Preparing a self-introduction and getting it corrected
Summary of the week
The entire aim of this week, as I outlined here, was to make a start learning Arabic and have a first conversation with a native speaker.
I certainly made a start, and I would have had a conversation with a native speaker on day 5… if they had turned up! 🙂
Anyway, I was able to practise a few phrases with some colleagues in the office, so I still got to speak a bit!
So, mission accomplished – I learn a few bits and pieces and spoke Arabic! 🙂
Getting started is something that lots of people procrastinate over, so the fact that I've taken action and done something is good. Now's the time to put this week behind me and look at how to improve things for next week.
What did I learn?
I've been looking up words and phrases in Arabic and exporting them to flashcards, as shown in video 2 above.
I'm finding it very difficult to learn this vocabulary. The reason? Well, it's a new language. My brain's adjusting. That's OK.
But there's another issue. Everything is out of context at this stage – I'm essentially trying to learn things that I've plucked out of the dictionary.
Now, I don't think this is too big a problem, because after all, it's only week 1. But, it's probably the biggest thing on my mind at this stage – I've not really seen or heard any language in context, making it all very piecemeal.
So picking out vocabulary from various websites and trying to learn them with flashcards has been a little unproductive.
The Pimsleur course, however, has been really useful. I won't get into the details of Pimsleur yet (I'll write a full review later), but suffice it to say that it's essentially a phrasebook approach (entirely in audio) that teaches you useful phrases with a lot of repitition.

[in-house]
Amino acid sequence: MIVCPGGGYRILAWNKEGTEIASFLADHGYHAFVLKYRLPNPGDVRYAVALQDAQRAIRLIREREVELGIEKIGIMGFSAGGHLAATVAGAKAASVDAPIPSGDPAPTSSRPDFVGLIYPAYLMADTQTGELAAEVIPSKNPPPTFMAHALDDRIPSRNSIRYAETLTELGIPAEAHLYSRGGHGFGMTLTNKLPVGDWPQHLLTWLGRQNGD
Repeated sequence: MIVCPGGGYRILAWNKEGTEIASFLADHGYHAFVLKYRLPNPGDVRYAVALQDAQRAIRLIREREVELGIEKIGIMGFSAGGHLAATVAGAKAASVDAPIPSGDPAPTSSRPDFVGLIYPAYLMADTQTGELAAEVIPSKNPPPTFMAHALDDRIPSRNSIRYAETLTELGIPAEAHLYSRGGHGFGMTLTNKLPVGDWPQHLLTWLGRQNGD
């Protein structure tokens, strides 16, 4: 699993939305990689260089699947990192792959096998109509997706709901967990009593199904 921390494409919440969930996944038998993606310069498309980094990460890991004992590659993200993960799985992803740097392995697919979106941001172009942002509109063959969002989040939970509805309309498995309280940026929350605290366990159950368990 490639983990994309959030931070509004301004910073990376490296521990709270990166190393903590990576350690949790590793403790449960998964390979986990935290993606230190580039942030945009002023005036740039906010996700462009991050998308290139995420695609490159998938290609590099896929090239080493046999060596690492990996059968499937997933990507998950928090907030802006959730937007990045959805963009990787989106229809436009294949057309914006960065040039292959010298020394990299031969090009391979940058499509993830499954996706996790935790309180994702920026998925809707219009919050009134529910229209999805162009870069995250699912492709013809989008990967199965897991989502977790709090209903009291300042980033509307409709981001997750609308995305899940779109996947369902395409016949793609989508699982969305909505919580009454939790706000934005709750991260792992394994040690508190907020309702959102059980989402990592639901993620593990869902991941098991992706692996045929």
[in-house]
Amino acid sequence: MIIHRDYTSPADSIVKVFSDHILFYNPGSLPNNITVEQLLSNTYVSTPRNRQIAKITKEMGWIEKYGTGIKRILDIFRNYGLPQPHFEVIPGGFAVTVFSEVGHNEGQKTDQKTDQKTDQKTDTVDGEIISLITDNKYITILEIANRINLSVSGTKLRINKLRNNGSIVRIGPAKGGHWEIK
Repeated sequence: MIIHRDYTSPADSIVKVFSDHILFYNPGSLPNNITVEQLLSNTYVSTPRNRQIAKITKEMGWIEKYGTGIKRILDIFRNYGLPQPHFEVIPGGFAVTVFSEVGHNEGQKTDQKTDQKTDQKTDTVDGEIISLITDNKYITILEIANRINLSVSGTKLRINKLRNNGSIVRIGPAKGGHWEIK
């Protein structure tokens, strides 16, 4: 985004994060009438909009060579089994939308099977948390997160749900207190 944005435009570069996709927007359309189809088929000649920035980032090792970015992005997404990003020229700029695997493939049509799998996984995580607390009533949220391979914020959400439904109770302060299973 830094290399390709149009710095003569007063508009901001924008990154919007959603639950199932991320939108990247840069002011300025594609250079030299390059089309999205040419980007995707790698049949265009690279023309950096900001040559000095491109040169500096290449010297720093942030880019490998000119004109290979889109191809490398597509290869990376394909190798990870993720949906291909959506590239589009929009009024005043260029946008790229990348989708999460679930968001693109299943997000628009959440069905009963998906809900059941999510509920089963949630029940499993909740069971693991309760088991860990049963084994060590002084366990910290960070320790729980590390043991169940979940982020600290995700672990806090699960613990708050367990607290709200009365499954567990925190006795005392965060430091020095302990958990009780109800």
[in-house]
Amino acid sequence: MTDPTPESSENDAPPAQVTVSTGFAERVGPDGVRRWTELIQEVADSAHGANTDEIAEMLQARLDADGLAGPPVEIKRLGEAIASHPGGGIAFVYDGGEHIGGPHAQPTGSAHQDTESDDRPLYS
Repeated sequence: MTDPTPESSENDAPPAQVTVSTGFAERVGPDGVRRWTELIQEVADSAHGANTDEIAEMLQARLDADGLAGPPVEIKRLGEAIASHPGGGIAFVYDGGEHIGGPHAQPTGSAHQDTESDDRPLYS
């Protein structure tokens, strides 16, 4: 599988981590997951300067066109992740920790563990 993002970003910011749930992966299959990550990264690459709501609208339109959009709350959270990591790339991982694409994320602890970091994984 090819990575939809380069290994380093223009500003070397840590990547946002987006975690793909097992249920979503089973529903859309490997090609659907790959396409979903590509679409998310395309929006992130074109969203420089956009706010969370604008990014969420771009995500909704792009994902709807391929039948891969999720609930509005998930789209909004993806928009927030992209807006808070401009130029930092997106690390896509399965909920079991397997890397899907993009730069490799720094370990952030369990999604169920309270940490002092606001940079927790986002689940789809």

Although you don't cover a great deal of different material with Pimsleur (this will probably end up being its main disadvantage), the stuff that you do cover is well-chosen, useful and effective.
I can already see from learning a few phrases that Arabic grammar is really complicated! (I already knew that, to be honest, but this has just confirmed it!)
My reaction to this is that is two-fold:
I'm not going to worry too much about studying the grammar and certainly not about making mistakes
It's essential that I stop this piecemeal approach to learning and start to see as much language in context as possible. (At this level, that equals short texts and dialogues.) The reason? Even if the grammar doesn't make sense to me, the context will tell the story and my brain will start to make sense of it behind the scenes.
If the grammar is proving to be hard, just keep everything in context, carry on, and you'll be fine. [TWEET]
Lack of foundation
So, overall, what I'm feeling right now is a big lack of foundation.
There's too much I don't know – no, too much I simply don't have a clue about – at this stage, and so it's time to hit the books.
I need to follow a structured beginner's course of some kind in order to cover the basics. I don't have one, but I'll have to track one down.
The main benefits of this will be:
to give me some context for learning – dialogues are memorable
to allow me to start learning vocabulary that's taken from that context, rather than isolated words.
The plan for the coming week is:
start working with a textbook of some kind in order to start getting regular input and exposure to language in context
continue with vocabulary SRS flashcards
have 2-3 sessions with a native speaker (and hope they turn up)
continue with Pimsleur Egyptian Arabic whilst driving (there are at least 20-30 minutes of useable time per day spent in the car)
Summary of the week
So, to summarise everything above, two important things have happened this week:
I got started!
I had a few “sort of conversations” with native speakers
In that sense, not bad for week 1!
Linguistically, I feel that my learning has been limited to “phrasebook Arabic”, and I feel uncomfortable with such a shaky foundation.
To balance this out, I'm going to start working with a textbook to develop a more rounded knowledge of Egyptian Arabic.
So, what do you think? What would you have done differently in your first week? Like this post on Facebook, and then leave me a comment below!